Sports is the number one activity for American children. More than music, more than band, more than religious activities, team sports is the number one activity. And yet it’s an incredibly high source of stress. I went to Florida and watched a youth soccer tournament with ten-year-old girls. For the first game I sat with the girls. They were excited. They were rooting for their classmates. They were braiding each other’s hair. They were very involved in the camaraderie.
For the second game I went to the parent’s side. I have never seen such raw ambition and need. “Run. Hurry. Score. Pass the ball. Get in there. You’re not doing enough.” It was incredible. The children were relaxed, the parents were out of control. I went to see folks who work a lot with youth sports and had a lot of takeaways that were surprising.
There’s two great things that kids can get out of sports. On the one hand they can get all of the sports knowledge and the teamwork. The truth is that’s really the coach's responsibility. The other issue is they can get the character. And that’s really where the parents come in.
So a couple of tips. Number one, when you go to the games, don’t use verbs. It’s incredibly hard. You can say "good shot" but you can’t say "shoot." You can say "nice pass" but you can’t say "pass the ball." Listen to yourself. It’s incredibly hard, but you can tell the difference. Let the coach coach, you support.
Second, on the way home, no PGA – no post game analysis. You’re not a shock jock. It’s not your job to break down, “Oh, you should have bunted at this point.” Or, “Oh, if you kept your eye on the ball you could have caught that fly.” The point is you want to talk about what they learned from the experience. Were they a good sport? Were they a good teammate? Did they have fun? Let the coach do the coaching, you worry about the values. And when I sat with these girls at this soccer tournament in Florida I said, “So if you could tell your parents one thing, what would you tell them?” They said in unison, “Shut up and cheer.”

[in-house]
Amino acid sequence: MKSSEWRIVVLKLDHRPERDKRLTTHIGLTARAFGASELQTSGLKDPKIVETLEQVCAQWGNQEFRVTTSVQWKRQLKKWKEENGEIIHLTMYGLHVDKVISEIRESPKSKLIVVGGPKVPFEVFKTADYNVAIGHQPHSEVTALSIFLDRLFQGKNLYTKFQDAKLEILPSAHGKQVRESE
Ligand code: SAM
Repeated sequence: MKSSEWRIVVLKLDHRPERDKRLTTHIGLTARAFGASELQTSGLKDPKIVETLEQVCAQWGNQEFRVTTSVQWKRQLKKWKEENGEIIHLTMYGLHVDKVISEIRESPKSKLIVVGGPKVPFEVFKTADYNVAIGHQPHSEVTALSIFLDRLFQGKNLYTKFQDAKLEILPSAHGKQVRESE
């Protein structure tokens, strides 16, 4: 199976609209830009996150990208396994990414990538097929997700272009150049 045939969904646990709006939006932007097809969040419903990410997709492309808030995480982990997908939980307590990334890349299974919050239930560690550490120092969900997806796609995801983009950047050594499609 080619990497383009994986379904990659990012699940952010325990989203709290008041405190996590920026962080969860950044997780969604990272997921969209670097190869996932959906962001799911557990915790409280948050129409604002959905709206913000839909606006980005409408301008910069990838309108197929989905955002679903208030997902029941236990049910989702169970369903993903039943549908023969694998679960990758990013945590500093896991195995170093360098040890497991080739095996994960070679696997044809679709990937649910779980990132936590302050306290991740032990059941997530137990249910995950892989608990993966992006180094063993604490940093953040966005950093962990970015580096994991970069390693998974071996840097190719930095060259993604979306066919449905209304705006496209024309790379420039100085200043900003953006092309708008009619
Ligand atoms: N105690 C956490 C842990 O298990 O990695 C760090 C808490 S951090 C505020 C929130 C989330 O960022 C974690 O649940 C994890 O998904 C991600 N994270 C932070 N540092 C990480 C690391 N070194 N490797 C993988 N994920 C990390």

Fifteen percent of games end up with conflict between parents and coaches, parents and children or parents and other parents. What you want sports to be is a source of bonding. So you want to start in the backyard. Throw your kid the ball. Have the kid throw the ball back. Say, “Step a little further back. Then throw it to me again.” And step a little further back. You want to have that connection so that when your child goes to the game and throws the ball or kicks the ball or whatever the sport may be, that thing which they've just done on the sports field, they come running to you and share because that’s the thing that you started.
So you want to have time where you play with your child. It could be sports, it could be cards, it could be bowling, it could be putt putt. It doesn’t really matter but you want to make that positive bond between you and your child so that when they’re disappointed about a loss or they get to a hard point, they know that you believe in them, and they can push through. Grit begins in the backyard between a parent and a child. A parent roots for that child, that child knows that they can push through when it gets hard.
In Their Own Words is recorded in Big Think's studio.
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